Deep knowledge or experience working with music or the ability to play instruments can help prospective music teachers stand out. A master’s degree in music or a portfolio of work may also help. Music teachers should have good organizational skills, excellent communication and presentation skills, and sound decision-making skills. Music teachers who will be working with children should have patience, and be able to remain calm and fair. A love of children and a kind nature are also helpful.

Music Teacher Interview

See our interview with Sharon Callahan who has been teaching music for 37 years and is the President of the Texas Music Teachers Association.

Additional Resources

Music Teachers National Association (MTNA) – The MTNA is dedicated to advancing the study of music and supporting teachers who educate in the field.

National Association for Music Education (NAFME) – The NAFME offers lesson plans, programs, and news to music teachers and prospective music teachers.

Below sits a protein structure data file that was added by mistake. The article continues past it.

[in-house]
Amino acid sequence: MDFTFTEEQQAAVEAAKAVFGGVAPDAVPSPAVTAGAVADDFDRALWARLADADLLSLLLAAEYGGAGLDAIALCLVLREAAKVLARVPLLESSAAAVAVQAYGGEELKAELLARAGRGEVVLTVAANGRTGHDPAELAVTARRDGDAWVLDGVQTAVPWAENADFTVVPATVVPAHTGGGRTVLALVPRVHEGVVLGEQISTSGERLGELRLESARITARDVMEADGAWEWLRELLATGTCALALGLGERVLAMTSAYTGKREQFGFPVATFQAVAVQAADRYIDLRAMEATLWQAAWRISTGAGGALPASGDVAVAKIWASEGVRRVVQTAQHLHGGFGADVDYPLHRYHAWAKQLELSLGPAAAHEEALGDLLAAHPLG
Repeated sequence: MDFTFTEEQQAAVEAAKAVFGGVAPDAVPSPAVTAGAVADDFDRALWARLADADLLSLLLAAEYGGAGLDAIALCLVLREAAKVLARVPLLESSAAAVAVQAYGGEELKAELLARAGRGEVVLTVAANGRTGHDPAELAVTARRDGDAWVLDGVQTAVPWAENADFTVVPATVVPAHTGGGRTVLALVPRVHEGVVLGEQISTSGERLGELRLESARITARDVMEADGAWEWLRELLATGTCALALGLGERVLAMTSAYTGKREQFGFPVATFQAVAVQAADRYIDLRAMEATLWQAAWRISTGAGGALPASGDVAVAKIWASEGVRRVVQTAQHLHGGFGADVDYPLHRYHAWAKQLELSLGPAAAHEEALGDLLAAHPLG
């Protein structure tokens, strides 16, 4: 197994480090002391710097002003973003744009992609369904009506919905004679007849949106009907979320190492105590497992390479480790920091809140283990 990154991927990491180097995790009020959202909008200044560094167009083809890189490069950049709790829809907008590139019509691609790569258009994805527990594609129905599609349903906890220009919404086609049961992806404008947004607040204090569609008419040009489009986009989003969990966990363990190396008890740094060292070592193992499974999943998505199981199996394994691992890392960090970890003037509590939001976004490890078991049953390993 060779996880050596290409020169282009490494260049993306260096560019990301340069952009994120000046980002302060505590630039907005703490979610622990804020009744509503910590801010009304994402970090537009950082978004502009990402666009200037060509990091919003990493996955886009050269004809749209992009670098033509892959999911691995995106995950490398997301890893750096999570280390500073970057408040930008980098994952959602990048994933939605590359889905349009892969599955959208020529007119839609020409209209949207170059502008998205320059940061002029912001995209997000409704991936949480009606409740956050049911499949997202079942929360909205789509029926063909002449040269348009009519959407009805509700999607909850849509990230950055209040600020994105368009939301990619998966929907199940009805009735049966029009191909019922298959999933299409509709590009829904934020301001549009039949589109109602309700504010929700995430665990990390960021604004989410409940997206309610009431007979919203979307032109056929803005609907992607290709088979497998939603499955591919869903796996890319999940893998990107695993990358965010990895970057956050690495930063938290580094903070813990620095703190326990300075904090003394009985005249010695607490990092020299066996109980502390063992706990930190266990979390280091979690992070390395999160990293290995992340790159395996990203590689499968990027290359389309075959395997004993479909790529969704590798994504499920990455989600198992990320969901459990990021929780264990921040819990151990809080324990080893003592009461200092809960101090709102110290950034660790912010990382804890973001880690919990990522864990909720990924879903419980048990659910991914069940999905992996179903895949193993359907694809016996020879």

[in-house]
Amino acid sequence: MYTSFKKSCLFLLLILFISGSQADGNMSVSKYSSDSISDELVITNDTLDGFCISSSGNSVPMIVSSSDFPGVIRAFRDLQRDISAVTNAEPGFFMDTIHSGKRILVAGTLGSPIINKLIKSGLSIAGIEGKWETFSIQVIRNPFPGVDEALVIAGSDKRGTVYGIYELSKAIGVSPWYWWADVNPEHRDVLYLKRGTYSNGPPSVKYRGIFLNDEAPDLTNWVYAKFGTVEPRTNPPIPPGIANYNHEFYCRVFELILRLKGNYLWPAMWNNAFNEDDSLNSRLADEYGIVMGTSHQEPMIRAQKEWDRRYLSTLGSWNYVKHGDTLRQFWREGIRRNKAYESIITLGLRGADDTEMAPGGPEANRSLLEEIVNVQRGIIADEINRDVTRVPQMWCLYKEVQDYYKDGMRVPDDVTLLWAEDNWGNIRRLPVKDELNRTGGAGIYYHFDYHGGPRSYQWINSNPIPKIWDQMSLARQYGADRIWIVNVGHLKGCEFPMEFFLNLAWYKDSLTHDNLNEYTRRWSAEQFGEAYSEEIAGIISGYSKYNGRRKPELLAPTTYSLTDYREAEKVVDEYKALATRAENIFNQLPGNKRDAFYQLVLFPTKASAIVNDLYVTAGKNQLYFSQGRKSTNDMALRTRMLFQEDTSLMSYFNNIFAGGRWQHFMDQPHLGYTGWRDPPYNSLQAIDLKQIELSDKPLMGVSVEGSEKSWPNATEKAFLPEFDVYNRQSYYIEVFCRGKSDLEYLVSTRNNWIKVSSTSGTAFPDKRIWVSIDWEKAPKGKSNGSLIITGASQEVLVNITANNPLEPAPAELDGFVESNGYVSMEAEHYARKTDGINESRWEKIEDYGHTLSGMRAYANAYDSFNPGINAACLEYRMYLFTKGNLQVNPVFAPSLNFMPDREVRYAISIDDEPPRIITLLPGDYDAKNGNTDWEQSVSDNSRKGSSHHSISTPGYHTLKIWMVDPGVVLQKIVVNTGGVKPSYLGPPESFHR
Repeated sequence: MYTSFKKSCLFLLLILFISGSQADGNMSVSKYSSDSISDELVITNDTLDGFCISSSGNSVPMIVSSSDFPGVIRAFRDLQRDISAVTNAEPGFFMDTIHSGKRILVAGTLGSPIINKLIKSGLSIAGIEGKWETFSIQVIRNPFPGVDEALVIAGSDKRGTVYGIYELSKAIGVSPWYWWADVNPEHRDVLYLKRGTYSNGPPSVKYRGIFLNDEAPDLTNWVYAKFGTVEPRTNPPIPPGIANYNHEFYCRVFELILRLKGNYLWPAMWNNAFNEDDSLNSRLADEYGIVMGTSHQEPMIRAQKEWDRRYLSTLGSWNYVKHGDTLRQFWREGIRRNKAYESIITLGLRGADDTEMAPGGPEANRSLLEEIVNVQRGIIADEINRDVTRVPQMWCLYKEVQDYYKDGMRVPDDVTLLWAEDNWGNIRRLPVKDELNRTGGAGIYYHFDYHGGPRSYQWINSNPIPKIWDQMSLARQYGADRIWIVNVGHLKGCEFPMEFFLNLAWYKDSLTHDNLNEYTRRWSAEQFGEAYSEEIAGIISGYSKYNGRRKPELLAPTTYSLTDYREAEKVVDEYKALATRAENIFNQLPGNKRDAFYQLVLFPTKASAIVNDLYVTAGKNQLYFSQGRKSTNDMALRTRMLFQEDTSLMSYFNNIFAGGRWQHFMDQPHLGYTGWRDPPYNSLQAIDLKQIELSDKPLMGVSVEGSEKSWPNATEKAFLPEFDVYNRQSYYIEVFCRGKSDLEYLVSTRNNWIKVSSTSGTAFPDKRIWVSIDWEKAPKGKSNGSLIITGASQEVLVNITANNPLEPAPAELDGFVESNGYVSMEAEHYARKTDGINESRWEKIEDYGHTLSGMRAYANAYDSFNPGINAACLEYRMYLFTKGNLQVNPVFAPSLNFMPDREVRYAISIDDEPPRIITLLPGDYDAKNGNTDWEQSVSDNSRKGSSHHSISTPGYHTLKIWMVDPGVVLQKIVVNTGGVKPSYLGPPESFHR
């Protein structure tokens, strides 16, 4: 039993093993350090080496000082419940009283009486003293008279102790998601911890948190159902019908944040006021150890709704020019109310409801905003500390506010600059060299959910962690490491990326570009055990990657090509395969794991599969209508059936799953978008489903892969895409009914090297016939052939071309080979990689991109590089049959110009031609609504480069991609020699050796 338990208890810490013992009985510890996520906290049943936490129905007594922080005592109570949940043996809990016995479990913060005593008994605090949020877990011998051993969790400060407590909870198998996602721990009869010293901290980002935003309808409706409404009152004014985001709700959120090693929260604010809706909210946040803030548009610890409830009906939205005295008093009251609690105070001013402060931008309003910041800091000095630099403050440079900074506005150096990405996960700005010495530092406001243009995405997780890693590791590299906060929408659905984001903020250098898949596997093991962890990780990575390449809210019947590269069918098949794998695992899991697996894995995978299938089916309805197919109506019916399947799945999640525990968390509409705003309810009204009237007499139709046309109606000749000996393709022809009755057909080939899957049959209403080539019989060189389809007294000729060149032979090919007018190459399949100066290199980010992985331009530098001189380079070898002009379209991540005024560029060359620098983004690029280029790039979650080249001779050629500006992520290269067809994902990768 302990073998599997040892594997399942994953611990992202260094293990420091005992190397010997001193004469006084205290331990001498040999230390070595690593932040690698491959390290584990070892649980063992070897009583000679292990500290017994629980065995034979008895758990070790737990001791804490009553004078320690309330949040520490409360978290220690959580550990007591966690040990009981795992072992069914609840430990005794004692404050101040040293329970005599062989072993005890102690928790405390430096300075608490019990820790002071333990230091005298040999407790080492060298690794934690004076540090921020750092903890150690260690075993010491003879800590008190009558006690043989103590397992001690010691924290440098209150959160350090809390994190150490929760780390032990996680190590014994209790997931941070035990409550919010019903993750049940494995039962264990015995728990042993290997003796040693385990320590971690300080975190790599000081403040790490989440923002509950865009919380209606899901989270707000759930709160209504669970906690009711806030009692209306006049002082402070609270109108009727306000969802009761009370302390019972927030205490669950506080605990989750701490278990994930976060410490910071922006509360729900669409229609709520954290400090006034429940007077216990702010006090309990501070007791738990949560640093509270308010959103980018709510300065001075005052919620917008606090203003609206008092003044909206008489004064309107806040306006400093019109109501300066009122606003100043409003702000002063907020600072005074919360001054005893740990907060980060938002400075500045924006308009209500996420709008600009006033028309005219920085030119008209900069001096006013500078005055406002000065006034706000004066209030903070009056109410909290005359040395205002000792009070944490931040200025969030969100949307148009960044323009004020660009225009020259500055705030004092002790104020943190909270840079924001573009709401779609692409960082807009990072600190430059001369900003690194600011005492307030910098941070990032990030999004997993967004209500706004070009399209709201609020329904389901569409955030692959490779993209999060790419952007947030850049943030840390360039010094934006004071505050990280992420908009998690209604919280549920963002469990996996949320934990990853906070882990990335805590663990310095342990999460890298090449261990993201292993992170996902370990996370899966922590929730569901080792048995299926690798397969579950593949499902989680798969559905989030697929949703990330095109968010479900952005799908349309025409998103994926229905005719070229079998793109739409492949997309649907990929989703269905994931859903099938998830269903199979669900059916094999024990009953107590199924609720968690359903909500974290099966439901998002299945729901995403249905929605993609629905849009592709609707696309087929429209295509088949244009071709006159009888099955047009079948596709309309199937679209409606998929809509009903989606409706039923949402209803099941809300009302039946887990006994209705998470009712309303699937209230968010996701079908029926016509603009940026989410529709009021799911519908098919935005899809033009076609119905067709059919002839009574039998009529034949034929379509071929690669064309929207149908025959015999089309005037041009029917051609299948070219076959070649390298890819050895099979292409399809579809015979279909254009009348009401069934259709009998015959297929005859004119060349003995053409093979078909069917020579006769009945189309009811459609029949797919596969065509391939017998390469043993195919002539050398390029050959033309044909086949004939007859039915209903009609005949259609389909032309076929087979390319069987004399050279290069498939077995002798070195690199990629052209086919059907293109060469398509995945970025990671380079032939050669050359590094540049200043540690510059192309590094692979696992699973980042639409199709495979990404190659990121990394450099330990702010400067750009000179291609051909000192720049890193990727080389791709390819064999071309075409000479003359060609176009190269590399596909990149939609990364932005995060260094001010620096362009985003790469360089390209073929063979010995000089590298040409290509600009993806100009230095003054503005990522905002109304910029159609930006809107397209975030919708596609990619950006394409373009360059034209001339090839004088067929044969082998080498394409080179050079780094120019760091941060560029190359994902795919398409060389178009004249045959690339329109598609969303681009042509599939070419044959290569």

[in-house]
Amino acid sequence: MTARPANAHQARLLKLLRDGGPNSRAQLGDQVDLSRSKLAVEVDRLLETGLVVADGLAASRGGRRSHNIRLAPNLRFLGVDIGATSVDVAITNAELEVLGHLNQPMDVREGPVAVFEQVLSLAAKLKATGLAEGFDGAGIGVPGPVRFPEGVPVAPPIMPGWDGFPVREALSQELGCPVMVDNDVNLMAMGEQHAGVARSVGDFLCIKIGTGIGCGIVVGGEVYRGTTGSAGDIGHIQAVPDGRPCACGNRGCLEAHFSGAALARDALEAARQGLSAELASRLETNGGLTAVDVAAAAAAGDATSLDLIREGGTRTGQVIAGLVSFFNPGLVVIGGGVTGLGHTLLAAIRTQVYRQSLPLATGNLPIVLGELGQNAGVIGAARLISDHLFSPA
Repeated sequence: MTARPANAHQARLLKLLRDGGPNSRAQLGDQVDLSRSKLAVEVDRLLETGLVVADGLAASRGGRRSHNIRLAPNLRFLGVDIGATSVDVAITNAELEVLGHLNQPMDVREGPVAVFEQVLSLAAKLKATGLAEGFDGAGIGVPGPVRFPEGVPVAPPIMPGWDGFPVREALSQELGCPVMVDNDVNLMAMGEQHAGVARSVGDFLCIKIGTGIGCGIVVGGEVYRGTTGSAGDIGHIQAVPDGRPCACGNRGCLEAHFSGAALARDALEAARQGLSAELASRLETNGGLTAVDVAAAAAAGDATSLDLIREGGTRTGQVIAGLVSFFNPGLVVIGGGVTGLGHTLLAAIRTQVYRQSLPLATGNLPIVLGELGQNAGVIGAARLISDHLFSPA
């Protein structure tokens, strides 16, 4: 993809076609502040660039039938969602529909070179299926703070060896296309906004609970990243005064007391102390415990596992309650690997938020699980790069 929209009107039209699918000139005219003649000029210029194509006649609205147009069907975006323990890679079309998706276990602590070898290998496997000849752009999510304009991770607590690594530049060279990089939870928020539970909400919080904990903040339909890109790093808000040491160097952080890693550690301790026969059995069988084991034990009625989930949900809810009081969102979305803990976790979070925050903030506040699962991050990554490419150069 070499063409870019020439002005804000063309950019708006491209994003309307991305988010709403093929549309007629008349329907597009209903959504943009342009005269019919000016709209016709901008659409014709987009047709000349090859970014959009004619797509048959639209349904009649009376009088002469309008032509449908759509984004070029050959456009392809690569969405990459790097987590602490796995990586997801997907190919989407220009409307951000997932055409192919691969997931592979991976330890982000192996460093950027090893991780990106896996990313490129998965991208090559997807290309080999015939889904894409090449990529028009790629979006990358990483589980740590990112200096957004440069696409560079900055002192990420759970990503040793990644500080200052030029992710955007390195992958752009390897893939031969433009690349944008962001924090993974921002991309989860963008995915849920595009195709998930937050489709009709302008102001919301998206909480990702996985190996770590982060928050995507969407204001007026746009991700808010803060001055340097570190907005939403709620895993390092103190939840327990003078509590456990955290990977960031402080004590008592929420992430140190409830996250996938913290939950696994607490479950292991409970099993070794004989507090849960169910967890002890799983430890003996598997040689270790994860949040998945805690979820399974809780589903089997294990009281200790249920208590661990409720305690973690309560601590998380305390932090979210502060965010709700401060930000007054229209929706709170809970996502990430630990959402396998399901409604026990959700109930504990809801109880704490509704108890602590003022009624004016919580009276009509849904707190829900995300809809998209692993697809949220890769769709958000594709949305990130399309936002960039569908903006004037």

Music Education Teaching Degrees and Programs

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Frequently Asked Questions about Becoming a Music Teacher

Question: Besides public schools, what are other employers of music teachers?

Answer: Non-profit organizations such as churches, community centers, daycare centers, and private schools may hire music teachers for part-time or full-time roles. Music teachers are also needed for vocational

Question: How long is a typical work week?

Answer: According to O*Net Online survey data, 79% of elementary teachers report working over 40 hours per week.3 Teachers typically spend time outside of normal classroom hours on planning lessons, grading student work, and other administrative tasks.

References:
1. Bureau of Labor Statistics: http://www.bls.gov/ooh/education-training-and-library/kindergarten-and-elementary-school-teachers.htm
2. Bureau of Labor Statistics: http://www.bls.gov/ooh/education-training-and-library/high-school-teachers.htm
3. O*Net Online: http://www.onetonline.org/link/summary/25-2021.00
4. Bureau of Labor Statistics: http://www.bls.gov/oes/current/oes251121.htm
5. Bureau of Labor Statistics: http://www.bls.gov/ooh/education-training-and-library/postsecondary-teachers.htm